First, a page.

This is an ultra-busy time of the year for people whose lives revolve around ancient religious traditions. I mention this, because your GetReligionistas are impacted in a major way. Ari -- just after his arrival here -- headed deep into Passover.
Our own EEE is headed into the thick of the Triduum weekend as interim pastor of a parish, which may be even more stressful that spending Holy Week and Easter as the regular pastor of a parish. After all, the permanent pastor has had time to get to know all of the musicians, altar servers, etc. Most of the phone numbers are already in speed dial.
Meanwhile, as the GetReligion blogger who Faces East, this year's Holy Week and Pascha cycle for my family's church is a week behind the Western rites. So tomorrow is Lazarus Saturday, then there's Palm Sunday (on western Easter this time) and then, hundreds and hundreds of pages of liturgy later, we will reach Holy Pascha the next Sunday. As the old saying goes, you know you've spent Holy Week in an Orthodox parish when you have rug burns on your forehead.
So GetReligion will be open for business, but perhaps not as busy as usual. Be patient with us, if major stories break.
But, hey, at least we will not be as busy as Father Jim Hannon, the subject of a seasonal A1 story in the Baltimore Sun. Here's the crunch section of the feature:
The 55-year-old Hannon pastors six churches in Allegany and Garrett counties, the result of a priest shortage that the Archdiocese of Baltimore faces in Maryland's westernmost jurisdictions.
The number of priests in the region, on the decline for years, has dwindled further since 2004, from 14 to 10. As Catholic churches throughout the world celebrate Holy Week, the sacred -- and busy -- period on the Christian liturgical calendar, Hannon's road-warrior routine has become even more frenetic.
Palm Sunday was an apt illustration.
First came an 8 a.m. service at St. Michael Church in Frostburg, then a change of clothes before driving to Grantsville for St. Ann Church's 10 a.m. service. An 11:30 brunch-fundraiser at a church couple's home was next, followed by the annual Palm Sunday parish dinner at St. Peter in Westernport, about 40 minutes away.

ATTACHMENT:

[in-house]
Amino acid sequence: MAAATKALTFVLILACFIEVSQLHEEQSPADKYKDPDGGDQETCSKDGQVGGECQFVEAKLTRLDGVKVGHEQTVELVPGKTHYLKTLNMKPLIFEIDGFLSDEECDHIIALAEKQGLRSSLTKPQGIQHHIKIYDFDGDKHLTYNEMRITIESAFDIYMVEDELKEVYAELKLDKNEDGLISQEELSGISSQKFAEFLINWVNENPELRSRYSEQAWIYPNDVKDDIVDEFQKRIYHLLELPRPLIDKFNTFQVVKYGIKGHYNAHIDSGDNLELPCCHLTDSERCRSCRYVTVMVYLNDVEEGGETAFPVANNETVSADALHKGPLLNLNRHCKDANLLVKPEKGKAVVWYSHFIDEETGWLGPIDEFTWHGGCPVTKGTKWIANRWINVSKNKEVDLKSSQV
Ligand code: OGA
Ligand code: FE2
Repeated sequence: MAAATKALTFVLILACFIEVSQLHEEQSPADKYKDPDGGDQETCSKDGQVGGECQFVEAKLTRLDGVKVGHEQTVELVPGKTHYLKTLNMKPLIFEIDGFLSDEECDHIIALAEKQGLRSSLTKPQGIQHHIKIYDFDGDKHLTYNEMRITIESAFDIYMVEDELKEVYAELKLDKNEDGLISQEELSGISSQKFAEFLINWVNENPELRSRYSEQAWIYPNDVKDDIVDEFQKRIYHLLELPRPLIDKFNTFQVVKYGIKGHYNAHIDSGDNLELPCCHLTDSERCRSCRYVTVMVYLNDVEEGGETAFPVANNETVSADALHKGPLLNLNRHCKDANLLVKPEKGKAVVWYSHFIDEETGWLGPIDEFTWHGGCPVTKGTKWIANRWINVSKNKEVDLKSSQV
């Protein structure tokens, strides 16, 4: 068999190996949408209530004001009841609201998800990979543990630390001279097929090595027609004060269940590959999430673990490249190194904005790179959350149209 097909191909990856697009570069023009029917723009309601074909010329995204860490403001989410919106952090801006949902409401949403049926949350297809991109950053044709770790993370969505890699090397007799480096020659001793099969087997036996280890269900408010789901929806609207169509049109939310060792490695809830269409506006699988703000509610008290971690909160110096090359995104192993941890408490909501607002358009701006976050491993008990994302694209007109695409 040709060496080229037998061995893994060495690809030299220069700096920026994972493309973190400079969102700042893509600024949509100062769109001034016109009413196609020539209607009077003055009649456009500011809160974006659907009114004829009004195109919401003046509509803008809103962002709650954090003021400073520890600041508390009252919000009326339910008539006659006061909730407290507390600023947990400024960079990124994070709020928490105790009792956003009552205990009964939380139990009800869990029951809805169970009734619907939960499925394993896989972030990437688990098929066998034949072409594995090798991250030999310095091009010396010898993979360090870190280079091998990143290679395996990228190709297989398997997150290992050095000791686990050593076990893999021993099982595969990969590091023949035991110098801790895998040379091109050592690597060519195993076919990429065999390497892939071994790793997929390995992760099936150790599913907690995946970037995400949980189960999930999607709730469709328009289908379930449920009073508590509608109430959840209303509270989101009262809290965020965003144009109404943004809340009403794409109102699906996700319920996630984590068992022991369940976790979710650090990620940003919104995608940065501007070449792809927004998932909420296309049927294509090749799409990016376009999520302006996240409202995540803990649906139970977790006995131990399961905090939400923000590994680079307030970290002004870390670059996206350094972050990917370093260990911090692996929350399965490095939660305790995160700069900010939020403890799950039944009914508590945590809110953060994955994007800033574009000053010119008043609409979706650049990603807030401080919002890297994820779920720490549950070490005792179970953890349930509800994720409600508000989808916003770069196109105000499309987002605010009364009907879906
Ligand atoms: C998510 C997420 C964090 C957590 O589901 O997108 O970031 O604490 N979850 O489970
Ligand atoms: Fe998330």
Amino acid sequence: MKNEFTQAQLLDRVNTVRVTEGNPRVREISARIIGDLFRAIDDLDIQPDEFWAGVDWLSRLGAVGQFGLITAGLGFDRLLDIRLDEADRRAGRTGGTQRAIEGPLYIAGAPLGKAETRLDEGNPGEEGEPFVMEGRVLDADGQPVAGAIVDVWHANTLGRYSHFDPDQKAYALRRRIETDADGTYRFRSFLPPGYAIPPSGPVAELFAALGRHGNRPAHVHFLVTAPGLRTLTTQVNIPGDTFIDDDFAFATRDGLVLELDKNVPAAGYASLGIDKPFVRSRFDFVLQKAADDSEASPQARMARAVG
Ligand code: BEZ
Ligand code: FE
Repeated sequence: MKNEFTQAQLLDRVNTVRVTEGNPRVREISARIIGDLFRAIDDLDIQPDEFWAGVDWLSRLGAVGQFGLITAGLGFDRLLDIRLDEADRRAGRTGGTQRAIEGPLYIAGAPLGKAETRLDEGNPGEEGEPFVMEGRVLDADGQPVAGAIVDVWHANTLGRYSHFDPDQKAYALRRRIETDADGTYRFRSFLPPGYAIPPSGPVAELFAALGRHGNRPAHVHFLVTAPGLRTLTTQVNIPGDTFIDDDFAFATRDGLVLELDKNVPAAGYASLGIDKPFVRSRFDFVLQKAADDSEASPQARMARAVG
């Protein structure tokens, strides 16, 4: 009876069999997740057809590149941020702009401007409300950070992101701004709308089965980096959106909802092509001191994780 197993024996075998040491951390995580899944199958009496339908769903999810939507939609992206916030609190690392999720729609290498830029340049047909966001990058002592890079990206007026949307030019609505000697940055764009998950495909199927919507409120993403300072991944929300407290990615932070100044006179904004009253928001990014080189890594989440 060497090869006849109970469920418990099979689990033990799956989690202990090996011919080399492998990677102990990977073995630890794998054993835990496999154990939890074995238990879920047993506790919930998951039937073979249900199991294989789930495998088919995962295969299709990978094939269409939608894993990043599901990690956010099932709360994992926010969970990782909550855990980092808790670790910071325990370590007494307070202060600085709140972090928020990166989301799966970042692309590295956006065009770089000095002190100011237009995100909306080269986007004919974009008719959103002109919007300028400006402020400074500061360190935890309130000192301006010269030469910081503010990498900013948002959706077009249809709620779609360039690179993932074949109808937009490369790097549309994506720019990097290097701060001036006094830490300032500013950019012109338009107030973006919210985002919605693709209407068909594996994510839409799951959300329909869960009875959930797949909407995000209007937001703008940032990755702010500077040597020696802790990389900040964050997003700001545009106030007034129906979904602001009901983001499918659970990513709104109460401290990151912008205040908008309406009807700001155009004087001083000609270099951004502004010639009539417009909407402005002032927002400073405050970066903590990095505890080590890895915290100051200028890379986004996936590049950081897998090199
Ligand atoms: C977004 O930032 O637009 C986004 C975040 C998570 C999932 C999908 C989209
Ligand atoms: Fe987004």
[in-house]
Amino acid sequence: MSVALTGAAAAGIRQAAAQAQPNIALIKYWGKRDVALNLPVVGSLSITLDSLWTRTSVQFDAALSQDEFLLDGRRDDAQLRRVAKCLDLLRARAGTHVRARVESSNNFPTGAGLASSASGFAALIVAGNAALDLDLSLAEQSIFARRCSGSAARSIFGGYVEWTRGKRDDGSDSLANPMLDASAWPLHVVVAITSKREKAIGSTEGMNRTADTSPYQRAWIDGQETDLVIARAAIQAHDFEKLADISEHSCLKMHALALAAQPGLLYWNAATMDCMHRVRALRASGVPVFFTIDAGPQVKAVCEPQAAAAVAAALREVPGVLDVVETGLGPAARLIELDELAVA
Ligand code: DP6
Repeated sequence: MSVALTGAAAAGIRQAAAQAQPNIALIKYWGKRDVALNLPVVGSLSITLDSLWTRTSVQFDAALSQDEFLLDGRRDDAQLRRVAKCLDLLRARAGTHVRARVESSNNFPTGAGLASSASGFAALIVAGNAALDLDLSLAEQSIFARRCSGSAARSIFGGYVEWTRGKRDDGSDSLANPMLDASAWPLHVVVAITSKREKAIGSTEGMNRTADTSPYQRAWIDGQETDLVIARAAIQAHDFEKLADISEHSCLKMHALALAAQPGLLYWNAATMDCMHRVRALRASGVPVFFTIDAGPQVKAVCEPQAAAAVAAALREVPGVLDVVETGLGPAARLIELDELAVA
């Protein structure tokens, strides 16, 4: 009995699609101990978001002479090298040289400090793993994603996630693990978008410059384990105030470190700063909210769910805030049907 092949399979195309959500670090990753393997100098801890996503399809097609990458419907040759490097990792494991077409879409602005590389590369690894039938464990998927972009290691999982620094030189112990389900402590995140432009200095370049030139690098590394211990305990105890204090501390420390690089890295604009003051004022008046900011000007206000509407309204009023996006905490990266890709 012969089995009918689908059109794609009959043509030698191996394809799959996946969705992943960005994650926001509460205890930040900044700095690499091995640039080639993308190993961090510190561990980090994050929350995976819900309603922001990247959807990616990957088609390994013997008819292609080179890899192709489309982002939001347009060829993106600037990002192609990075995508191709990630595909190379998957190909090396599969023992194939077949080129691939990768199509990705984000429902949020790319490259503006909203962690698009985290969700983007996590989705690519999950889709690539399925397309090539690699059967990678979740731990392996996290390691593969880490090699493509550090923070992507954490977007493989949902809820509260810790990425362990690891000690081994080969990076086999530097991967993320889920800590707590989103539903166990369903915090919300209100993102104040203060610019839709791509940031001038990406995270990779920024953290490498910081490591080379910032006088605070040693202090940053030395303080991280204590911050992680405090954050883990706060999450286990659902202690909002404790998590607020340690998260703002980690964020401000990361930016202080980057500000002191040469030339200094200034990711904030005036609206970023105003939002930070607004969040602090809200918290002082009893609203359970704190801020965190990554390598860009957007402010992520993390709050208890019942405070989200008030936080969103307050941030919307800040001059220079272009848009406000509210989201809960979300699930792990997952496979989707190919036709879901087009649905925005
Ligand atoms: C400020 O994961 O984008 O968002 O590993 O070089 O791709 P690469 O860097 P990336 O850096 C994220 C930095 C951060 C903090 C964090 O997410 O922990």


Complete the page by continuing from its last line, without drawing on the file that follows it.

Now wait just a minute. You know that if Hannon is the only priest at six parishes -- with, we are told, 1,500 families -- there had to be more liturgical work to do than than. Unless, there were permanent deacons who took some of the services, the priest must have started alternative rites the night before and continued on throughout the day.
If not, several of those parishes did not observe Palm Sunday and that is a big deal. Or perhaps members drove to nearby parishes for joint services, which would be another telling detail to include in a story about the era of the rare priest.
This is a nice story, but it simply raises more questions than it answers and, in this case, God is literally in the details. We are told that a Day Planner for Hannon would "would read like War and Peace," but we are not told if he actually keeps one. Surely he does. Try to imagine the complexity of his life.
There was a time when this priest had two associate pastors on this circuit, but now they have gone elsewhere. He does get some liturgical relief from a priest who serves at a nearby college and another who is a hospital chaplain. And it's good to know that his longest drive from home to one of his altars is 40 minutes. But how about one altar to another?
But here is my major complaint. If this is an Easter story and it's about the life of a Catholic priest caught up in this set of circumstances, then we absolutely have to know one or two facts.
First of all, where is he going to celebrate the Easter Vigil, the middle-of-the-night rite that is the highlight of the entire Christian calendar? And how many of these parishes get to have Mass in the hours after midnight on Easter? How does he handle that challenge? How many Holy Week and Easter services can one man do, during a packed season that can push any parish priest to the point of spiritual combat fatigue?
Oh, and one more thing. According to canon law, all Catholics are supposed to go to confession during Lent before receiving Holy Communion on Easter. What is this priest's schedule for confessions during the weeks before the holiest day of the year? Or has that sacramental duty faded? Either way, that is a poignant detail.
This was a great, great idea for a pre-Easter story. Kudos for whoever spotted this one. The story hook is so strong that it needed a stronger story to go with it. If you are a praying person, you might offer a prayer for Father Hannon in the next day or two. Lord have mercy.
Photos: Somewhere in Western Maryland. St. Michael's Parish in Frostburg, Md.